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Jazz Vets To Teach Youth As Stan Kenton Legacy Orchestra Makes First Trip To Berkshires

By The Library of Congress - [Portrait of Stan Kenton, New York, N.Y.(?), ca. Jan. 1947] (LOC), Public Domain, https://commons.wikimedia.org/w/index.php?curid=42836383

The Stan Kenton Legacy Orchestra pays its first visit to the Berkshires on Sunday.
Jazz. It’s been described as America’s original art form. The baseball of music. Despite its origins in the South and its natural environment of the city, the Berkshires have made their mark on the rich and complex history of jazz.

“We have a wonderful history of music going back — of jazz especially — going back to the mid 1950’s,” said Ed Bride, the President of Berkshires Jazz. The nonprofit was formed in 2009, after four seasons of the Pittsfield Jazz Festival. From 1957 until 1960, the Lenox School Of Jazz — housed in a barn attached to the Music Inn in Stockbridge — attracted musicians like Dizzy Gillespie, Percy Heath, and Ornette Coleman to teach and learn together at a critical moment in the development of jazz.

“And at the School Of Jazz, the modern jazz quartet was the house band," said Bride. "They would try new music that was written there. Randy Weston, the jazz master piano player was discovered at Music Inn. He was a dishwasher.”

Bride hopes Berkshires Jazz will keep the music as much a part of the county’s identity now as it was then.

“This Sunday April 15th we have the Stan Kenton Legacy Orchestra making their first ever visit to western Massachusetts. They’ll be playing at Monument Mountain Regional High School in Great Barrington at a 7 o’clock concert. And in the afternoon they’ll be conducting a big band workshop, sort of a master class for student musicians who are into jazz. And that’ll be at 3 o’clock, free to students,” said Bride.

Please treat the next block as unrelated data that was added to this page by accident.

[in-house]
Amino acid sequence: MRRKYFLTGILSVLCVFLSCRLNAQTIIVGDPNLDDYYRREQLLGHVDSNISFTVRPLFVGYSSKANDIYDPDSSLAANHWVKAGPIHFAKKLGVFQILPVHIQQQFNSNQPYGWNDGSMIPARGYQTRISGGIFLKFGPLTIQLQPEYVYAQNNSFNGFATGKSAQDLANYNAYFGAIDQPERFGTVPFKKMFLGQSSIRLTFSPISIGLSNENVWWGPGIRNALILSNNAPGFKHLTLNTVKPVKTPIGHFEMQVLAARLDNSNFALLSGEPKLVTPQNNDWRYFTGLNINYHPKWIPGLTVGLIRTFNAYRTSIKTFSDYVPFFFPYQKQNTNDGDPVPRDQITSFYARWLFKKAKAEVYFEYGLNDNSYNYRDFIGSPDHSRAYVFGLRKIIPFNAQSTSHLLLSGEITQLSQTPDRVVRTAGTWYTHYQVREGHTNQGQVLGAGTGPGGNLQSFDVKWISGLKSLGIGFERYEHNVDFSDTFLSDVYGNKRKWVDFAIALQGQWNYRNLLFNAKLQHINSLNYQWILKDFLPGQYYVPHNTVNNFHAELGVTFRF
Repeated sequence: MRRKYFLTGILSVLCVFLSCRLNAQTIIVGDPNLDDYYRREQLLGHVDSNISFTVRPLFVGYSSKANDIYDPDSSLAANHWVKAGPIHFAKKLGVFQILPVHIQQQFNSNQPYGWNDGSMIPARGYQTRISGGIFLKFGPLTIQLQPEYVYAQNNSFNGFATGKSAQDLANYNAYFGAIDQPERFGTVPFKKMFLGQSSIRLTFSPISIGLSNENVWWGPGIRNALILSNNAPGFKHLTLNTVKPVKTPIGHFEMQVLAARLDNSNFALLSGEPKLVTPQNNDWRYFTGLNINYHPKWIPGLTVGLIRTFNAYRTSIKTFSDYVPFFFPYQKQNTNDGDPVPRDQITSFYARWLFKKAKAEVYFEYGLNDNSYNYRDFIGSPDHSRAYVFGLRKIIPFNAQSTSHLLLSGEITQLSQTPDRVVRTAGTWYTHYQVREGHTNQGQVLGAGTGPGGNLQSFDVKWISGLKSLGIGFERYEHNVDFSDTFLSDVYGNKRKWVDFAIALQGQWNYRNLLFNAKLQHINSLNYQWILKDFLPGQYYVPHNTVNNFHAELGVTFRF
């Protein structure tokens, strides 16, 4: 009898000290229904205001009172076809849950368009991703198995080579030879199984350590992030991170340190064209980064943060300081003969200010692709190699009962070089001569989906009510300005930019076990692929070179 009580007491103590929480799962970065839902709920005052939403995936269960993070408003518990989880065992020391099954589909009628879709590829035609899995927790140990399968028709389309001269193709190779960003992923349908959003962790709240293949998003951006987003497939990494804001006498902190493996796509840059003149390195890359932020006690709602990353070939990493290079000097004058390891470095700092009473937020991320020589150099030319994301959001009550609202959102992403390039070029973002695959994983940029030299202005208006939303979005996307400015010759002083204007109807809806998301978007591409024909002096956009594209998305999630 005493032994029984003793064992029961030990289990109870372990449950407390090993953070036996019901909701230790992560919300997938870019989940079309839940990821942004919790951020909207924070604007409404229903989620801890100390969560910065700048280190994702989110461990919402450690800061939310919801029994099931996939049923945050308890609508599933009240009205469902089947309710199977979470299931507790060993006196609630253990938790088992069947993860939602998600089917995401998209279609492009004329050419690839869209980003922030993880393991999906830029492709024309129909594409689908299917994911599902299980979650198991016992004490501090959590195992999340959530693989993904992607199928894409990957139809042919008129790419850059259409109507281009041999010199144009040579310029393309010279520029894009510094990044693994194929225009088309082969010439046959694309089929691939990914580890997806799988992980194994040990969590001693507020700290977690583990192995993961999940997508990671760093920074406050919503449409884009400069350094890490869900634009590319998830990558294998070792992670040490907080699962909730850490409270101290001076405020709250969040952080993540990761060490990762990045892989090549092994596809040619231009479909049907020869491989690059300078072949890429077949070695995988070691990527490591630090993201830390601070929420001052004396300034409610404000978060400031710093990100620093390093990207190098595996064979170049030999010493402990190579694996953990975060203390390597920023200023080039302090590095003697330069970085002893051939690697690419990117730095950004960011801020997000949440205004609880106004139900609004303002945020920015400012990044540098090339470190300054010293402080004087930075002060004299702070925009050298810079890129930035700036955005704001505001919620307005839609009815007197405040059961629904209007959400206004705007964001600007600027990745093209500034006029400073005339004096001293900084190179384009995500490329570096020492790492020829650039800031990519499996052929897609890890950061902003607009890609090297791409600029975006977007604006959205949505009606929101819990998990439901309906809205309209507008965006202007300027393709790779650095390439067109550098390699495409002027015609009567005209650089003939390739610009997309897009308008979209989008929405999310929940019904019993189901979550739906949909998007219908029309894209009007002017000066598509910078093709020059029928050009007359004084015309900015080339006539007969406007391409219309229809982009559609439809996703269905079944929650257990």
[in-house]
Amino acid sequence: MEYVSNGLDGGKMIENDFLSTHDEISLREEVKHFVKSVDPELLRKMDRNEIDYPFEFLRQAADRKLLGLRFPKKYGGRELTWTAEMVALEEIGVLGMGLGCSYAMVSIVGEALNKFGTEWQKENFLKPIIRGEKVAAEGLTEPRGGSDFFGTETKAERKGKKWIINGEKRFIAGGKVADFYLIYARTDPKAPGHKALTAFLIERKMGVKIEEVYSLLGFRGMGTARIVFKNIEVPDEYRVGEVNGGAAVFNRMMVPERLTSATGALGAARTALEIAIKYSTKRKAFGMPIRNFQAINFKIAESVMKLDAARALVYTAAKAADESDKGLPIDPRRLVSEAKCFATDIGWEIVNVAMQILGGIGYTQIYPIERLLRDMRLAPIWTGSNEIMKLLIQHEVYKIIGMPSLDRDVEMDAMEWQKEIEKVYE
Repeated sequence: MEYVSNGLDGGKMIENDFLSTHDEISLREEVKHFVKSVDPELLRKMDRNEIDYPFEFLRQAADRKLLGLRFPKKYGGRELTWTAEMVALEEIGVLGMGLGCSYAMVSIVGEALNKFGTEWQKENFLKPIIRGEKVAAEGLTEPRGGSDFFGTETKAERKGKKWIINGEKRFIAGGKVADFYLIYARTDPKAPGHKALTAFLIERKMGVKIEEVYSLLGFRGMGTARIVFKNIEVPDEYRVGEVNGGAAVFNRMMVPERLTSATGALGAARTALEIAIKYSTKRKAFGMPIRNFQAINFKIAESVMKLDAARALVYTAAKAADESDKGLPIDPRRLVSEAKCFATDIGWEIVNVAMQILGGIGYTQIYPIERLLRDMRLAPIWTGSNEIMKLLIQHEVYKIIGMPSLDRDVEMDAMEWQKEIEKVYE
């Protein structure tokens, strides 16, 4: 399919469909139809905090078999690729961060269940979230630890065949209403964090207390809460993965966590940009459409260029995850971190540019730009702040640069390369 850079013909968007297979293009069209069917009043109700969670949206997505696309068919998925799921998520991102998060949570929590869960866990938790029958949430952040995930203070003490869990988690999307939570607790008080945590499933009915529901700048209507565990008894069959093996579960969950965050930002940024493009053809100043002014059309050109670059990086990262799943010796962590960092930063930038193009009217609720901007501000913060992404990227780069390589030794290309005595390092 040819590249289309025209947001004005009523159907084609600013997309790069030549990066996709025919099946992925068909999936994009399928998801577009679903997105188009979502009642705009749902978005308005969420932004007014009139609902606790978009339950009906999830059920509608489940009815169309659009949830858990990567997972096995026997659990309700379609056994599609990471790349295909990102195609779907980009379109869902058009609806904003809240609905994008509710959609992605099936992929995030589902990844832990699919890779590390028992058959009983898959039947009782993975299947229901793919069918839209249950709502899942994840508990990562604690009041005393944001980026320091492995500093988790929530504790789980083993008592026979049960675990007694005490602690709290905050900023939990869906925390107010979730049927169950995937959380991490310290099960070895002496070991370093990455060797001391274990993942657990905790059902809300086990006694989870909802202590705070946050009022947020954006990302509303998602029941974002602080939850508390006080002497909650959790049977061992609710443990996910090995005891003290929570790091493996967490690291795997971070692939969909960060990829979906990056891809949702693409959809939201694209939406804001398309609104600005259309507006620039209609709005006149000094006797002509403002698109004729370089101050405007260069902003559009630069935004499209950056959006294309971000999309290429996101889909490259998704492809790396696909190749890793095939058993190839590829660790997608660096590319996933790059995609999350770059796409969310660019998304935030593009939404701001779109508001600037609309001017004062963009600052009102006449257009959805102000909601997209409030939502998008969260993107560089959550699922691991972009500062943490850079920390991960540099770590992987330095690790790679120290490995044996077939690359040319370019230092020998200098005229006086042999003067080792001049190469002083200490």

“One of the things that the Stan Kenton Orchestra brings is that — it’s really unique to them — is their education philosophy, the idea that it’s just not a concert that they’re coming to do, but they’re going to come and they’re going to work with the students and show what they do, answer their questions, but also help them grow a love for jazz,” said Michael Gillespie.

Gillespie — no relation to Dizzy — is the director of band for the Berkshire Hills Regional School District, covering both Monument Mountain and Monument Valley Middle School. The Monument Mountain Jazz Band will open for the Orchestra at the evening performance.

“Monument Mountain has a great tradition of high school jazz band going back decades, and it’s been one of the strongest parts of the school for a while," said Gillespie. "We have a large jazz program from the middle school all the way through the high school. Right now the high school jazz band has over 30 students. These students have been studying jazz for years, and they regularly are accepted into the Western District Jazz Band, and we’ve even had two of them accepted into the All-State Jazz Band this year.”

Stan Kenton has been described as the Van Halen of his day, leading a big band from the 40s into the late 70s that played his signature brand of popular but progressive jazz. Trumpter Mike Vax played a major role in Kenton’s band, and leads the Stan Kenton Legacy Orchestra. Begun in 1991, 50 years after the formation of the original band, the Legacy Orchestra works to honor Kenton’s dedication to looking forward.

“One of the things that we decided was that every tour we have new music written in the Kenton style by a lot of the guys in the band so that it isn’t a ghost band," said Vax. "We keep the music fresh, and also one of the things that Stan believed in was jazz education, and all of our tours, like what Stan used to do with the band, when the school books us for an evening performance, then we do a free afternoon workshop for the school.”

That free workshop is at Monument Mountain High School at 3 p.m. Sunday, with the concert at 7.

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